I hope to find more on it at some point, but this case is certainly one to add to consideration of the complexities of the law on sexual offences in the medieval period, as well as the often weak position of female servants.




Image – well, what do you use for a story like this? I have gone for a road in the general area.

[i] KB 27/412 Rex m. 1d; AALT IMG 0513.

[ii] ? Hartforth: Survey of English Place-Names (nottingham.ac.uk)

[iii] Escrick :: Survey of English Place-Names (nottingham.ac.uk)

[iv] See, e.g., this post.

Medieval employment law: workplace sexual harassment in fourteenth-century Yorkshire

Years ago, I wrote my Ph.D. on economic regulation in medieval England, eventually turning it into my first book, Royal Regulation.  In both thesis and book, I decided to concentrate on sales and loans, and left out an obvious area of royal intervention in ‘the market’: regulation of wages and employment, especially under the Ordinance of Labourers 1349 and the Statute of Labourers 1351. This omission was due, in part to the vast body of evidence which would have had to be examined, in order to do a proper job of assessing the legislation and jurisprudence. There was also the fact that the area seemed to be well covered by works such as Bertha Haven Putnam’s still-splendid Enforcement of the Statutes of Labourers, and some of the ideas to be found in Palmer’s English Law in the Age of the Black Death. Working through medieval plea rolls these days, I frequently come across ‘Labourers’ cases, but, all too often, the dispute boils down to ‘You were my employee and you left before the contracted term was up’ v. ‘I was never your employee’ ‘Let’s go to proof’ ‘OK then’. and the roll says little more about the matter. Occasionally, however, there is a case in which we actually see a bit more, and learn a bit more about understanding and interpretation of the law in this area. That is certainly so with a case I turned up yesterday in the Common Pleas plea roll for Michaelmas term 1363.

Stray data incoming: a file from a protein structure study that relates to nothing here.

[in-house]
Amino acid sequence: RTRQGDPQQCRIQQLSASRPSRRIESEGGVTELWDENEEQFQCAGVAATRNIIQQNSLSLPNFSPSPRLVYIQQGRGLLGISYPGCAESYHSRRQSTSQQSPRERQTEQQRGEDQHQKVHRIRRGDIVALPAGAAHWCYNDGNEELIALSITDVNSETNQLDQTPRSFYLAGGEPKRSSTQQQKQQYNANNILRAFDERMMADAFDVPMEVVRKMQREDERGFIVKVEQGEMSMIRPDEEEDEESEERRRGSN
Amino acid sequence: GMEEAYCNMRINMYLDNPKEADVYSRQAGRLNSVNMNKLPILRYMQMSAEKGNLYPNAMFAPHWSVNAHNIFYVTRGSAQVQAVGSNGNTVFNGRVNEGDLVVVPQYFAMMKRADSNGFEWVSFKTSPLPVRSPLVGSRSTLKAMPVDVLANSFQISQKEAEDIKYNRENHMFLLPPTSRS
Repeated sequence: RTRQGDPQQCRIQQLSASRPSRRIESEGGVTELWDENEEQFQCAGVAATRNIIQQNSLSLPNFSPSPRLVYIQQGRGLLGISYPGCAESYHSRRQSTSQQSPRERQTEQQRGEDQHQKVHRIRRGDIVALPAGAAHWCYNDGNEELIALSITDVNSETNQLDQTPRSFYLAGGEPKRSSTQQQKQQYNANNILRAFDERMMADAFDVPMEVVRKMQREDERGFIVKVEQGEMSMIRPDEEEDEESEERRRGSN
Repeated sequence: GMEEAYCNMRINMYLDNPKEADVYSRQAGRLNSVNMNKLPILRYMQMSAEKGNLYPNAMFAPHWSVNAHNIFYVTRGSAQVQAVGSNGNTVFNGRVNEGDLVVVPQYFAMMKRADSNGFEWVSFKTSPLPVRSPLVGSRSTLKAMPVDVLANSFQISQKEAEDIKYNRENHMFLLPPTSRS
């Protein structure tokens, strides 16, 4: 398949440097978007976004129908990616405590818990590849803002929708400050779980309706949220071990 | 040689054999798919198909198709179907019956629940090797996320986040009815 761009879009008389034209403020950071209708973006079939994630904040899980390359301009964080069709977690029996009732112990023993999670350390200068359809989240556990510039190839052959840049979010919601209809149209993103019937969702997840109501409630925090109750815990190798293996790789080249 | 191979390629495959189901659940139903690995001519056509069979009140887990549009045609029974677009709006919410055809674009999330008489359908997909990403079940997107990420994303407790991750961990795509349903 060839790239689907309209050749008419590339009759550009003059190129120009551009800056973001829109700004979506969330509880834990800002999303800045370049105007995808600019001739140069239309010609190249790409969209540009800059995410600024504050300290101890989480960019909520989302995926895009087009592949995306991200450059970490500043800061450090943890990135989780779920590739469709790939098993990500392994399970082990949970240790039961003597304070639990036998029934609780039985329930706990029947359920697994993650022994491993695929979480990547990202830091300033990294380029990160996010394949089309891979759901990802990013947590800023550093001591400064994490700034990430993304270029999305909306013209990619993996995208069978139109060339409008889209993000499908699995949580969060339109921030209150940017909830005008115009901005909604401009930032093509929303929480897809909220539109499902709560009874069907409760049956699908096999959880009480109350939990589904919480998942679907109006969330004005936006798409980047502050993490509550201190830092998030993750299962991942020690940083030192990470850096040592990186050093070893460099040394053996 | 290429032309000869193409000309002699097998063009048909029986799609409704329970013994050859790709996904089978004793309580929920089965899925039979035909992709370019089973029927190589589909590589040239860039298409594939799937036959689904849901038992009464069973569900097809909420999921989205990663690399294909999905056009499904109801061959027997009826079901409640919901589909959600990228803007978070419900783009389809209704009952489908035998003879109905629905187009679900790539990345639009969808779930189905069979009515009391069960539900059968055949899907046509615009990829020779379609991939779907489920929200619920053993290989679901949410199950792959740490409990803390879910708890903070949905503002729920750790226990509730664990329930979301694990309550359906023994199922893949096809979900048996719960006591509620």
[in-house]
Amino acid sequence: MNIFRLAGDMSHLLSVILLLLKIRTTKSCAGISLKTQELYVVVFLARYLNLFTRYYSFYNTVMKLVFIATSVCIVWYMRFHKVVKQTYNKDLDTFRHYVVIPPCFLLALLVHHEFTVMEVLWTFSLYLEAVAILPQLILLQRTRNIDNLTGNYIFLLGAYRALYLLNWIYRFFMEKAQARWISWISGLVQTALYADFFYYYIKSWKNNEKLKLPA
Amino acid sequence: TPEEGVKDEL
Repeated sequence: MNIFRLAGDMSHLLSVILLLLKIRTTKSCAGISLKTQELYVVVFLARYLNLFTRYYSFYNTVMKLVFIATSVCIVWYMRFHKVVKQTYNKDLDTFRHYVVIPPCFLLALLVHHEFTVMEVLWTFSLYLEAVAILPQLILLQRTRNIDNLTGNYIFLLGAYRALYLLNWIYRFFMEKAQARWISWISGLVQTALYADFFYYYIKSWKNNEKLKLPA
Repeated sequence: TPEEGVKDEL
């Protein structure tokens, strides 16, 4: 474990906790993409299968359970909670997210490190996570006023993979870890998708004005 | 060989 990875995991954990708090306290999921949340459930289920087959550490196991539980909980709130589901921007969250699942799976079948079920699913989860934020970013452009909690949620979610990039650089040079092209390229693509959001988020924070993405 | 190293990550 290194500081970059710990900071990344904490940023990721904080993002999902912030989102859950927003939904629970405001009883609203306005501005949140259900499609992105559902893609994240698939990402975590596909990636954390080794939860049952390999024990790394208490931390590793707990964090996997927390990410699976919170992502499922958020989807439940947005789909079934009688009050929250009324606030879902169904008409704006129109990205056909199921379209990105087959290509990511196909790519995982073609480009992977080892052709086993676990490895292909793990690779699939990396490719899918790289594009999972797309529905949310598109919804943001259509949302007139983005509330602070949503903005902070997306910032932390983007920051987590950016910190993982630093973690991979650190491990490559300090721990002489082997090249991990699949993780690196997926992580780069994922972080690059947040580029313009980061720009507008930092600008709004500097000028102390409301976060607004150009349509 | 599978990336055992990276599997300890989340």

Thomas de Queldale v. William de Ramkill and Elena de Hustwayt (1363) CP 40/416 m. 128d is a case brought by the former employer of Elena de Hustwayt against Elena and a chaplain, William de Ramkill. Thomas claimed that Elena was his servant, employed under a contract for one year, but left his employ before that time was up, without permission and without reasonable cause, and was thus guilty of an offence under the Ordinance of Labourers. William de Ramkill was accused of having committed another offence against the same legislation, by hiring Elena while she was under contract to another employer. Rather than the usual denial of having been employed by Thomas on the terms which he had stated, however, Elena argued that she had had reasonable cause to leave.